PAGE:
Advertisement

Utility of WhatsApp as a Tool for Tele-oncopathology for Oral Lesions

  • Neha Garg
  • Nadeem TanveerEmail author
  • Jyotsana Harit Gaur
Original Article
  • 15 Downloads

Abstract

Traditional telepathology techniques like whole slide imaging and robotic microscopy are too expensive to be used in developing countries. With the advent of smartphones with high-resolution cameras and faster internet services, it is now possible to send good-quality images to pathologist for diagnosis. To study the utility of WhatsApp image transfer in the histopathological diagnosis of common oral malignant and benign lesions. A total of 100 cases of oral biopsy were included in the study. These comprised of 58 cases of squamous cell carcinoma, 33 cases of oral leukoplakia, 3 cases of oral lichen planus and 6 cases of moderate to severe dysplasia. The conventional microscopy diagnosis made by glass slide viewing was taken as the gold standard and the concordance of the WhatsApp diagnosis with the gold standard was calculated for each category of diagnosis and also for all the 100 cases. The concordance rate for squamous cell carcinoma was 96.6%(56/58). For leukoplakia, there was 100%(33/33) concordance between the WhatsApp diagnosis and conventional microscopy. The concordance rates for dysplasia (4/6) and oral lichen planus (2/3) were 66.7% each. Hence, for all the categories taken together, the overall concordance rate was 95%. A concordance rate of 95% is very encouraging; however, for routine diagnostic use in telepathology, there is still a long way to go. With the availability of better smartphone cameras and faster internet, it will be possible to send better quality images in the future. The pathologists will also learn where to draw the line and ask for glass slides for final diagnosis.

Keywords

Smartphone assisted telepathology Oral biopsy Tele-oncopathology 

Notes

Compliance with Ethical Standards

Conflict of Interest

The authors declare that they have no conflict of interest.

References

  1. 1.
    Sarode SC, Sarode GS, Anand R, Patil S, Unadkat H (2017) WhatsApp is an effective tool for obtaining second opinion in oral pathology practice. J Oral Pathol Med 46(7):513–519CrossRefGoogle Scholar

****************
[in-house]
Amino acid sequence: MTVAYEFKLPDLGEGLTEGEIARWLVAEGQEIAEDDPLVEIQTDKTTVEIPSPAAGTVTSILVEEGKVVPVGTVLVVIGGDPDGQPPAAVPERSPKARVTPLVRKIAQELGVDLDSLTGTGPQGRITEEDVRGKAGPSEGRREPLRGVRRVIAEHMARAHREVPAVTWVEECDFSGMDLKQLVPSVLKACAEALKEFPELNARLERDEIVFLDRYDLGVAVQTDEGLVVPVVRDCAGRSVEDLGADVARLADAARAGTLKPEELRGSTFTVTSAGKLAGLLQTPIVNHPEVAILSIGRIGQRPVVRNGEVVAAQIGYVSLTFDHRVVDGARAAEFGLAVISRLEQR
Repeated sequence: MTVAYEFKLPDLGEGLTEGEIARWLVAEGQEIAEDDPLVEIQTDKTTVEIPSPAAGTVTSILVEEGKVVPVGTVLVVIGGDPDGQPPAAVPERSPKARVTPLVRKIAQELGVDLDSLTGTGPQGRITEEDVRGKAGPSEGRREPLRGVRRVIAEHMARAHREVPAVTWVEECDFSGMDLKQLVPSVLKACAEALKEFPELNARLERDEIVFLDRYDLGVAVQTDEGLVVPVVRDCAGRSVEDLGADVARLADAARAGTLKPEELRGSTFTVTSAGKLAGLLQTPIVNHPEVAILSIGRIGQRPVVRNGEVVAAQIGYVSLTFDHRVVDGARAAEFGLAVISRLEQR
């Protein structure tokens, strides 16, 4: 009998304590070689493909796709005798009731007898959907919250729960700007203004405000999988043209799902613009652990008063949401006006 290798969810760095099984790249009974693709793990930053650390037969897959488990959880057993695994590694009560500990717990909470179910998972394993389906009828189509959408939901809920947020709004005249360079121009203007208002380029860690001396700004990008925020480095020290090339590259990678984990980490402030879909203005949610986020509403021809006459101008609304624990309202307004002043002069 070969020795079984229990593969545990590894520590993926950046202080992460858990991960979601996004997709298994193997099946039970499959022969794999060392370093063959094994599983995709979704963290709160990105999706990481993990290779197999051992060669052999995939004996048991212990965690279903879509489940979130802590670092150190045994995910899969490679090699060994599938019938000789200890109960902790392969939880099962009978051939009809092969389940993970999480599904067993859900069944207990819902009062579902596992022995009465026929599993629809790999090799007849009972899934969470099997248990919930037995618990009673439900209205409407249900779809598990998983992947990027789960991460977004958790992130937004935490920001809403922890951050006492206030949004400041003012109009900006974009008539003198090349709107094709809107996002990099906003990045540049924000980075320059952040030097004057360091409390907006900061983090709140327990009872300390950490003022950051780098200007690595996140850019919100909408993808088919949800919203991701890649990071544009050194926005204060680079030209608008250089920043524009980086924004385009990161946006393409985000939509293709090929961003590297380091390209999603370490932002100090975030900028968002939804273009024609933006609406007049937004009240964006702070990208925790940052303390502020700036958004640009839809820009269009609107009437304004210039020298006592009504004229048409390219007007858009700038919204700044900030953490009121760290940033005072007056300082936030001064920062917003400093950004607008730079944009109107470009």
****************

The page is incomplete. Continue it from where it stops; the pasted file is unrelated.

2. 2.
    Goyal A, Tanveer N, Sharma P (2017) WhatsApp for teaching pathology postgraduates: a pilot study. J Pathol Inform 8:6CrossRefGoogle Scholar
  3. 3.
    Ekong D, Liu F, Brown GT, Ghosh A, Fontelo P (2017) Evaluation of android smartphones for telepathology. J Pathol Inform 8:16CrossRefGoogle Scholar
  4. 4.
    Petruzzi M, De Benedittis M (2016) WhatsApp: a telemedicine platform for facilitating remote oral medicine consultation and improving clinical examinations. Oral Surg Oral Med Oral Pathol Oral Radiol 121(3):248–254CrossRefGoogle Scholar
  5. 5.
    Sahin D, Hacisalihoglu UP, Kirimlioglu SH (2018) Telecytology: is it possible with smartphone images? Diagn Cytopathol 46(1):40–46CrossRefGoogle Scholar
  6. 6.
    Speiser JJ, Hughes I, Mehta V, Wojcik EM, Hutchens KA (2014) Mobile teledermatopathology: using a tablet PC as a novel and cost-efficient method to remotely diagnose dermatopathology cases. Am J Dermatopathol 36(1):54–57CrossRefGoogle Scholar
  7. 7.
    Fontelo P, Liu F, Yagi Y (2015) Evaluation of a smartphone for telepathology: lessons learned. J Pathol Inform 6:35CrossRefGoogle Scholar
  8. 8.
    Morrison AS, Gardner JM (2014) Smart phone microscopic photography: a novel tool for physicians and trainees. Arch Pathol Lab Med 138:1002CrossRefGoogle Scholar
  9. 9.
    Crane GM, Gardner JM (2016) Pathology image-sharing on social media: recommendations for protecting privacy while motivating education. AMA J Ethics 18:817–825CrossRefGoogle Scholar
  10. 10.
    Isom J, Walsh M, Gardner JM (2017) Social media and pathology: where are we now and why does it matter? Adv Anat Pathol 24:294–303CrossRefGoogle Scholar

Copyright information

© Indian Association of Surgical Oncology 2019

Authors and Affiliations

  1. 1.Department of PathologyUniversity College of Medical SciencesDelhiIndia

Personalised recommendations